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After Hit First Season, What's Next For 'True Detective'?

The first season of "True Detective" has come and gone with massive fanfare and critical praise. What everyone wants to know now is: What's next?
Posted at 2:53 PM, Mar 10, 2014

How much does everyone love HBO's "True Detective"? Well, if the demand to watch Sunday's season finale was any indicator — it's a lot. 

​Demand to watch the final installment of the first season was so great, it temporarily crashed HBO Go, the premium channel's online streaming app, for several hours. (Via Complex)

But that wasn't enough to deter eager fans from staying awake until the service was back up so they could watch the pulse-pounding conclusion of Rustin Cohle and Marty Hart's 17-year saga to bring Dora Lange's killer to justice. (Via HBO / "True Detective")

The reviews, as expected, are overwhelmingly positive, praising the show's rich storyline, gripping performances and stellar cinematography. (Via The New York Times, MTV, Entertainment Weekly

Led by Woody Harrelson and recent Academy Award winner Matthew McConaughey, "True Detective" has gathered a rather large, almost cult-like following in a very short period of time. Sunday's season finale was only the series' eighth episode.

Ironically, it will be the last episode starring the show's heroes, Harrelson and McConaughey. That's because, unbeknown at first to viewers, the series' creator Nic Pizzolatto designed it as an anthology — meaning each season will be its own separate story. (Via HBO)

So if you saw "Form and Void" Sunday, then you know the Yellow King, Carcosa, the Tuttles — it's all done. Although this type of storytelling made "True Detective" a week-to-week phenomenon, can it really carry on without Harrelson and McConaughey? A writer for The Daily Beast seems to think so.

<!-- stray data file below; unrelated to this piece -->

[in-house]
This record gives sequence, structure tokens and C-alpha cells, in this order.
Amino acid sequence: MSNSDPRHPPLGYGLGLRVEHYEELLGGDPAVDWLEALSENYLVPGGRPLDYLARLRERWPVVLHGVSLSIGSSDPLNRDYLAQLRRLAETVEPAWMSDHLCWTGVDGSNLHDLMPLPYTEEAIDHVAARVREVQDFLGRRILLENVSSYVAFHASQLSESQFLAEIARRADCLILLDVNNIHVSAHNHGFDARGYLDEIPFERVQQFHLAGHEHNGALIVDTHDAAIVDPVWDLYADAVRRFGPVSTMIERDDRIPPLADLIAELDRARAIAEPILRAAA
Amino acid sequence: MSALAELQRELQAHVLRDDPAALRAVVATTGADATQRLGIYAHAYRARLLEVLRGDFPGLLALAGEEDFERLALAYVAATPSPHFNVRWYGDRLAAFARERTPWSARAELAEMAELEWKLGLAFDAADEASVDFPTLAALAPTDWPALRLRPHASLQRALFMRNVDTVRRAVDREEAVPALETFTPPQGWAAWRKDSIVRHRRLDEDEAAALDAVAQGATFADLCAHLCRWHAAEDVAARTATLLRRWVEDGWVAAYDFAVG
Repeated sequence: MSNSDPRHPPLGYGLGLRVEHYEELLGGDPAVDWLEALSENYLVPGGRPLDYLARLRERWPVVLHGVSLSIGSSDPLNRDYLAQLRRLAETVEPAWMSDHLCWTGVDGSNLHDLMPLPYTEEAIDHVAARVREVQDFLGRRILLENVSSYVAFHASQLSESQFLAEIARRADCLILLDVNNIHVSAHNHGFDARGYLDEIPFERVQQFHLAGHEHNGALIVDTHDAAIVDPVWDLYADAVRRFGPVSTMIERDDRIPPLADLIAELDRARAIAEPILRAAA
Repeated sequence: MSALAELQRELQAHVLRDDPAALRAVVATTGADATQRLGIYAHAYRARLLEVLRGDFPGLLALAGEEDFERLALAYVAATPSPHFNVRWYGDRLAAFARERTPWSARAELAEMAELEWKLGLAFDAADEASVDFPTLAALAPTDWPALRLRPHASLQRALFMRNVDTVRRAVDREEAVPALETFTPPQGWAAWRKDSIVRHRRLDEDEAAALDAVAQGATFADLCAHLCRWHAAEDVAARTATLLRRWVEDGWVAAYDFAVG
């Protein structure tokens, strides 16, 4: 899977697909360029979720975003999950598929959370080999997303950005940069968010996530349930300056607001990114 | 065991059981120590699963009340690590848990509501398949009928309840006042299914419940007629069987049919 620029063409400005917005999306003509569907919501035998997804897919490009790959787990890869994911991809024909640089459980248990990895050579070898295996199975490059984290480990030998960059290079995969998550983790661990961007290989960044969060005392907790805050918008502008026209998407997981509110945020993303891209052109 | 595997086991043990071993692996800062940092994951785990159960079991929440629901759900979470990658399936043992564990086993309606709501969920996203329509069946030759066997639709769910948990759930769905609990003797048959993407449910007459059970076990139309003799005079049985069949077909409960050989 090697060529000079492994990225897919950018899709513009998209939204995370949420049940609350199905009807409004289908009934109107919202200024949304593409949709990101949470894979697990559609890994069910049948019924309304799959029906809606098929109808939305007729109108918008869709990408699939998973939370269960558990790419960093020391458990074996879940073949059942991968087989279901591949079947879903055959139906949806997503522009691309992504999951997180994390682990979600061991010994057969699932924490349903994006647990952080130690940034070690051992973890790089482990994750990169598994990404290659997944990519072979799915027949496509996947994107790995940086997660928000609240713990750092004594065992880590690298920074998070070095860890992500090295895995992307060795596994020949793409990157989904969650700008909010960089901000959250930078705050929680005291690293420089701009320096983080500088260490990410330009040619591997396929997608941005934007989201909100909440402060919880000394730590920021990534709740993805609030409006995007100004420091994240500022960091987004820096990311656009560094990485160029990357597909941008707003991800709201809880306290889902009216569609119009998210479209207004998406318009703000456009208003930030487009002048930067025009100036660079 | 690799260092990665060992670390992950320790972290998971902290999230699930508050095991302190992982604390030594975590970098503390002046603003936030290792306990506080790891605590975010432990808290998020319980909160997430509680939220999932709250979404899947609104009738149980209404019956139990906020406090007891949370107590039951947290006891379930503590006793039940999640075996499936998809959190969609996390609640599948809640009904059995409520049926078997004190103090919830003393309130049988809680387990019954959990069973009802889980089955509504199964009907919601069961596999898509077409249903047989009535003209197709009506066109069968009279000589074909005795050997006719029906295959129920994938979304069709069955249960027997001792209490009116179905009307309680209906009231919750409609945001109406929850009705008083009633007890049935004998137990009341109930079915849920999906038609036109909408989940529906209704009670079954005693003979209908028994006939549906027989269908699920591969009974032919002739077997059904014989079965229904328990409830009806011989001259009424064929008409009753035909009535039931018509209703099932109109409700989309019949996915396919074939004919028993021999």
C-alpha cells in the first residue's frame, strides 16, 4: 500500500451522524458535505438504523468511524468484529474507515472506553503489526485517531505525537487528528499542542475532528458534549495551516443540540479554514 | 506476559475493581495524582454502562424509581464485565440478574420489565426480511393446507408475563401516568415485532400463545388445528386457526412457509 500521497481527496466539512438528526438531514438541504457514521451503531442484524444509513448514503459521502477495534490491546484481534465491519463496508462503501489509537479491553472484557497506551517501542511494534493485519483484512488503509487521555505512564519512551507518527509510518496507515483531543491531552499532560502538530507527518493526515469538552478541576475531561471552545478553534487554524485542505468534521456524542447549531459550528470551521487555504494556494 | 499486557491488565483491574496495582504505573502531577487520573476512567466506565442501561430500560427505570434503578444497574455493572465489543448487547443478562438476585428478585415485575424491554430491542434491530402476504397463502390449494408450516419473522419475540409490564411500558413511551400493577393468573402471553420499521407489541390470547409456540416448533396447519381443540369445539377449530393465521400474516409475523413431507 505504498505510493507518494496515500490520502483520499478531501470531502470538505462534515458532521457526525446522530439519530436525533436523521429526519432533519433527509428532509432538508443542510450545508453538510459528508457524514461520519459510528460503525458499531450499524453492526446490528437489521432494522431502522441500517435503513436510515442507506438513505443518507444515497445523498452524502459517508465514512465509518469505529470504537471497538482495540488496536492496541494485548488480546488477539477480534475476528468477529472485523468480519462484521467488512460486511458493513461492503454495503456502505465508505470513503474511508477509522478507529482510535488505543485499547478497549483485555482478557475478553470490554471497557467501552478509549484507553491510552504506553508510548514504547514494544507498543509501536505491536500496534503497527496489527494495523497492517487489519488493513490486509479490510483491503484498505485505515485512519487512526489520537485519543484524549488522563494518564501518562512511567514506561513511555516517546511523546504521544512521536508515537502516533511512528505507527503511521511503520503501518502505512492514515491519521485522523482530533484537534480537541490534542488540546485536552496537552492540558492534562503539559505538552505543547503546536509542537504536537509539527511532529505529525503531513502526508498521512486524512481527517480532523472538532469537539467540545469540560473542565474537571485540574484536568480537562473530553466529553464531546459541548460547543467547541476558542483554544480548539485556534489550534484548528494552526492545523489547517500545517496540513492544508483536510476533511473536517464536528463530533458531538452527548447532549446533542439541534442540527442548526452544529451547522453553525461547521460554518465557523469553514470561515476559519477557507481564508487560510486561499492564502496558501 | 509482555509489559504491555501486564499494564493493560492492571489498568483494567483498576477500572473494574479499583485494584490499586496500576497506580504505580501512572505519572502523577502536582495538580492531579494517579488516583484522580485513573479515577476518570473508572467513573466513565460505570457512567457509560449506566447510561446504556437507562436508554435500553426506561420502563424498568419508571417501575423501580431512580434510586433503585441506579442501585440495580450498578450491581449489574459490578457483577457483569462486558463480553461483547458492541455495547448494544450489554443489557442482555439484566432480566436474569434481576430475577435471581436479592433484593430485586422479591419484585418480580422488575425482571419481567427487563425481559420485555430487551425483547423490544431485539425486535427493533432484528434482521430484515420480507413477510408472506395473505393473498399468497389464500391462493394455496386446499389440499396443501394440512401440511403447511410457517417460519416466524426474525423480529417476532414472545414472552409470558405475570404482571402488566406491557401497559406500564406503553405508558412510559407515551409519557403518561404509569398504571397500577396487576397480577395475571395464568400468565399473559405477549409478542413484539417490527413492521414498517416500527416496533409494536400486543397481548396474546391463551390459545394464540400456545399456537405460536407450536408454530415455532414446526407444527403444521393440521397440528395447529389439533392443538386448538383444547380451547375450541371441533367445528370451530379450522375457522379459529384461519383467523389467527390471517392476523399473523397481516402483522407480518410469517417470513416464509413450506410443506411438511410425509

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"The second season of True Detective will tell a different story. ... And I, for one, couldn't be happier. ... Sunday's finale ... was the perfect conclusion. ... To stick around any longer ... would have broken the spell."  

And Pizzolatto, who's currently in the process of writing season two, seems just as excited about the future of "True Detective," dropping some potential spoilers on us. 

After a fan tweeted at Pizzolatto discussing the lack of a female perspective in the show, the creator replied: "One of the detriments of only having two POV characters, both men (a structural necessity). Next season..." 

He quickly deleted the tweet, however, later telling BuzzFeed: "I didn't want to be beholden to a promise and then change my mind. ... I just never want to create from a place of critical placation. ... So I don't want, for instance, a gender-bias-critique to influence what I do."

He went on to tell BuzzFeed "True Detective" season two will likely work with more than one director and that he expects the landscape to be vastly different from Louisiana's "green and burnished gold."